For the full experience, turn your volume on and play the piano with the timeline
Silicon Valley vs. Boston: Is one friendlier to women?
In the race to create a startup hub welcoming to women, Boston may just have an advantage.
Why do female CEOs get fired more often than male ones?
The reason female CEOs get fired more often may lie in a term you’ve never heard: The Glass Cliff.
Wonder Woman’s secret history and surprising lessons
Jill Lepore, Harvard history professor and New Yorker staff writer, on her new book, “The Secret History of Wonder Woman.”
Want a say in government? Try voting!
Turnout in the September primaries was pitiful. That calls for drastic measures.
Double-barreled action from James Franco
New releases on disc include “Good People,” “Life of Crime,” and “WKRP in Cincinnati: The Complete Series.”
Book review: ‘The Secret History of Wonder Woman’ By
Wonder Woman! She fights for women’s rights, access to birth control, free love, and the importance of polyamory. Not what you expected? Jill Lepore, author of “The Secret History of Wonder Woman”, is here tell you: You have no idea.
Keaton reclaims his inner demon in ‘Birdman’
“Birdman or (The Unexpected Virtue of Ignorance)” is a jaw-dropping stylistic wow that miraculously stays aloft for two hours.
‘Dear White People’ addresses race with humor
The ragged-but-right debut of writer-director Justin Simien welcomes a fresh sensibility into the conversation.
‘Whiplash’ creates a relentless tempo
The spectacular film takes us to the edge of creative expression and then it sails right off, into the place where the monsters are.
A too-tangled medical tale in Huntington’s ‘Ether Dome’
Playwright Elizabeth Egloff ties herself in narrative knots in “Ether Dome,’’ directed by Michael Wilson at Huntington Theatre Company.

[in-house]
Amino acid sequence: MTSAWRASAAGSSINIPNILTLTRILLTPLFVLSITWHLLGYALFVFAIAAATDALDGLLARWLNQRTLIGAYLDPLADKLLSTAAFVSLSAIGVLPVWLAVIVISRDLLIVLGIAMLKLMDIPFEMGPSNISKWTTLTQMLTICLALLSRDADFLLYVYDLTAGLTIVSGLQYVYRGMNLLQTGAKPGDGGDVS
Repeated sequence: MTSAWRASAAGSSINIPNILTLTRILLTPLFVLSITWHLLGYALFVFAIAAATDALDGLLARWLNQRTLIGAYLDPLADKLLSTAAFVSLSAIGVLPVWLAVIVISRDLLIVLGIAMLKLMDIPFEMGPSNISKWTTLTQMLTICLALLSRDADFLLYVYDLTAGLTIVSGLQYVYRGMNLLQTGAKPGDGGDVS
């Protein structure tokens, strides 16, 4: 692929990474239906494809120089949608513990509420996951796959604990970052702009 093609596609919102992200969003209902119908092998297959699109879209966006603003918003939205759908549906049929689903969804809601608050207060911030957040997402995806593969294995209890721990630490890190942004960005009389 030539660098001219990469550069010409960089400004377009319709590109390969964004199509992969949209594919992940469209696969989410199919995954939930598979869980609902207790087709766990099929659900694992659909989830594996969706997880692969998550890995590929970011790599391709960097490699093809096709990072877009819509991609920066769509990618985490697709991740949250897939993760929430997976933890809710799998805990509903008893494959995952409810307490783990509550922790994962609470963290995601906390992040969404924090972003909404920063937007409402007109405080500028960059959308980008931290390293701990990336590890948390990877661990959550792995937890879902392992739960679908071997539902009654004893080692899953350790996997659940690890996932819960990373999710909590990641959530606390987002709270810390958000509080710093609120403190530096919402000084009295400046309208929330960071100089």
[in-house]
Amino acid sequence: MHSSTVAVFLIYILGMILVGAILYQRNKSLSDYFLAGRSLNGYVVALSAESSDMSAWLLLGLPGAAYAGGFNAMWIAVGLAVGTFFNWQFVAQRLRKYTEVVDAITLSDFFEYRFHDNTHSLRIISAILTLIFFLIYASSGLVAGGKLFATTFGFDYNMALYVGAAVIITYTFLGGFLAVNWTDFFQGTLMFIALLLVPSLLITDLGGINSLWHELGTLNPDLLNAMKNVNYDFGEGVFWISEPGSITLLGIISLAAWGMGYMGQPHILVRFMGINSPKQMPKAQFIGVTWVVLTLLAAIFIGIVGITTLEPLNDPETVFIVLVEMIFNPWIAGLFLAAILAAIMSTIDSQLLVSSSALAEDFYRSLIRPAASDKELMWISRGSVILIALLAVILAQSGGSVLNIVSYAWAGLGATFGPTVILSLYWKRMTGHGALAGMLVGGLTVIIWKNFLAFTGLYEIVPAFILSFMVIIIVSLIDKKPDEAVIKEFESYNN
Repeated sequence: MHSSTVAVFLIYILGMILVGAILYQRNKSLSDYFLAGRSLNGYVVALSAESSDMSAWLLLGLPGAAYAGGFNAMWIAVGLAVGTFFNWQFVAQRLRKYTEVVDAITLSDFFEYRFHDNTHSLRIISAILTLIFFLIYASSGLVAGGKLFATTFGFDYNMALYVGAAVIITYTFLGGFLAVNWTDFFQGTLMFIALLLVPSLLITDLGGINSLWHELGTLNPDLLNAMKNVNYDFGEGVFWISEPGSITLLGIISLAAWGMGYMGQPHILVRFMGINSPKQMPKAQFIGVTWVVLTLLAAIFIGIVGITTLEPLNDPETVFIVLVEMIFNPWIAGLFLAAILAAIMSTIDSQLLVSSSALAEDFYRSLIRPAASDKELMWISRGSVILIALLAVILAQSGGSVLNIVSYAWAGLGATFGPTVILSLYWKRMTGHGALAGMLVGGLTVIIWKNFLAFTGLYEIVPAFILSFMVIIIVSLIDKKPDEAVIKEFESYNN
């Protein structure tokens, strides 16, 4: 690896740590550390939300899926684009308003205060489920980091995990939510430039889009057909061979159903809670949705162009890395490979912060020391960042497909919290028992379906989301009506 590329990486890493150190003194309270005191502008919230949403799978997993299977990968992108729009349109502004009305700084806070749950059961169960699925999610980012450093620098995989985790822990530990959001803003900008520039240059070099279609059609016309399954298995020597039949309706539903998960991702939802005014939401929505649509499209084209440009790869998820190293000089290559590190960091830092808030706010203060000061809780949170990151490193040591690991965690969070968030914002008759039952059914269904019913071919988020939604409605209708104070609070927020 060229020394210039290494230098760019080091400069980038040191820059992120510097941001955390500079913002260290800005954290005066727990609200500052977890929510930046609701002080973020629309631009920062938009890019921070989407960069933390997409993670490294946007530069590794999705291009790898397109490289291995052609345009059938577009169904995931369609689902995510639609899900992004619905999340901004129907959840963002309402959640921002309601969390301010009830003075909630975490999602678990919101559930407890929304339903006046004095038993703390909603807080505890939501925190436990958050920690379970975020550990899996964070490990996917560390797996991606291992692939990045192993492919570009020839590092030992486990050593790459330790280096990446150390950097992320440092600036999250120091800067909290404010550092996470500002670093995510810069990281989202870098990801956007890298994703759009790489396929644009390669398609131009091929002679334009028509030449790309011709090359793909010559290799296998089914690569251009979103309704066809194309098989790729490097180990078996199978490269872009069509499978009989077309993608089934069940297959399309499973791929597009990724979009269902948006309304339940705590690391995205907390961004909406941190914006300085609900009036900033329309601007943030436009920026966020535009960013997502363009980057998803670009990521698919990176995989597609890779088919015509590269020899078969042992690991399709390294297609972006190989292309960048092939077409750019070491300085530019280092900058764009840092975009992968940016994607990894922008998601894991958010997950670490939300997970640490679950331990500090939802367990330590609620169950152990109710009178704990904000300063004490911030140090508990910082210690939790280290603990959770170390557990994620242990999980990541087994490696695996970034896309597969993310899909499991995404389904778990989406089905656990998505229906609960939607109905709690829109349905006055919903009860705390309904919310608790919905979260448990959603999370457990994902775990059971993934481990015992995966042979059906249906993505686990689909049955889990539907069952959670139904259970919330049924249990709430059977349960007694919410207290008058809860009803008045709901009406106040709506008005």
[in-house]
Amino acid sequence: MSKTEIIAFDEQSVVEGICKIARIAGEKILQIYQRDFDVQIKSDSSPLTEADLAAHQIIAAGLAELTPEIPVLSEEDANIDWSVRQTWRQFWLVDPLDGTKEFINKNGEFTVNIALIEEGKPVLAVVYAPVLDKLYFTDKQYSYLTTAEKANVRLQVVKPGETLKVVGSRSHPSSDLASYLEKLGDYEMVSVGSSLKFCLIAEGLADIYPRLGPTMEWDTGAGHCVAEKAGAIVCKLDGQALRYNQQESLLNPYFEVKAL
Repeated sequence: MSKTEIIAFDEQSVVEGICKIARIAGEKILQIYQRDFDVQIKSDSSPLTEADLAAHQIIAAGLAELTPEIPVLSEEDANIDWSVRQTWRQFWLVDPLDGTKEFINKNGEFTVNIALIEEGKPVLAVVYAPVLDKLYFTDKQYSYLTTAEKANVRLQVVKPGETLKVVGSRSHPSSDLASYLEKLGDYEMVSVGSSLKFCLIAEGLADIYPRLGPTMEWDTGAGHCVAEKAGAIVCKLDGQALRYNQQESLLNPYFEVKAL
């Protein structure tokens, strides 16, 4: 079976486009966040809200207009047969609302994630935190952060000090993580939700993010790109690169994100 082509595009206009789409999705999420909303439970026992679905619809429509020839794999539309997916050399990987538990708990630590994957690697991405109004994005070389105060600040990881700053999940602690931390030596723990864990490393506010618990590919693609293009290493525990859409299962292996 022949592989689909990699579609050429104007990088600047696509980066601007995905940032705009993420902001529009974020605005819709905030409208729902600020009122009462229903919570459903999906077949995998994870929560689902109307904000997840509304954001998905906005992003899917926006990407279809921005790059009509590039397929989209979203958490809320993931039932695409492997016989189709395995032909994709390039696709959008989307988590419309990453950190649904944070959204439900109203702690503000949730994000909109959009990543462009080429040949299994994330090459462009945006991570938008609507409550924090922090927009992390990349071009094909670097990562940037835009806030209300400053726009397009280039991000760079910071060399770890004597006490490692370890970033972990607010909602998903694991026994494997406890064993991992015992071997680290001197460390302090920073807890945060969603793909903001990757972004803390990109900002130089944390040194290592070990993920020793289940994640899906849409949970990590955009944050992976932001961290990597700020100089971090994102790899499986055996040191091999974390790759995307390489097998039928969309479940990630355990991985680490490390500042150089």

‘Bad Jews’ reckons with faith, ethnicity
The action in Joshua Harmon’s comedy revolves around a bitter conflict between two cousins over a prized heirloom belonging to their just-deceased grandfather.
Hindu gods find a home in Boston
The struggle for self-definition is always at the heart of Aditi Brennan Kapil’s “Displaced Hindu Gods Trilogy.”
MFA opens new galleries for its stunning Greek antiquities
The museum’s superb permanent collection will now be displayed in three newly designed galleries that suit its worth.
‘Illuminus’ lights up SoWa with artful projections
“Illuminus: Nuit Blanche Boston” comes to the South End for an evening of light projections, video, live music, and interactive exhibitions.
New England Philharmonic steps into premieres at Tsai
The New England Philharmonic, known for its adventurous programming, opens a season-long “reintroduction” with a concert featuring two world premieres.
Keanu Reeves roars back in as ‘John Wick’
The audience gets a great, unadvertised tour through a criminal shadow world that’s got its own hint of neo-trippiness.
A spirited look at ‘The Irish Pub’
Though some might point to more elevated achievements, documentarian Alex Fegan says the essence of Ireland is the pub.
Scorsese-curated films in Polish film fest
ArtsEmerson will screen 10 Polish films, including several from Scorsese’s curated series, for its Polish Film Festival.
‘Bitter Honey’ leaves an unsettling taste
The documentary from Robert Lemelson, who spent seven years studying polygamous households on Bali, demonstrates that the evils of misogyny.
A ‘Pemberley’ that’s less than the sum of its parts
The two-part “Death Comes to Pemberley,” which premieres Sunday at 9 p.m. on PBS, is thoroughly and frustratingly middling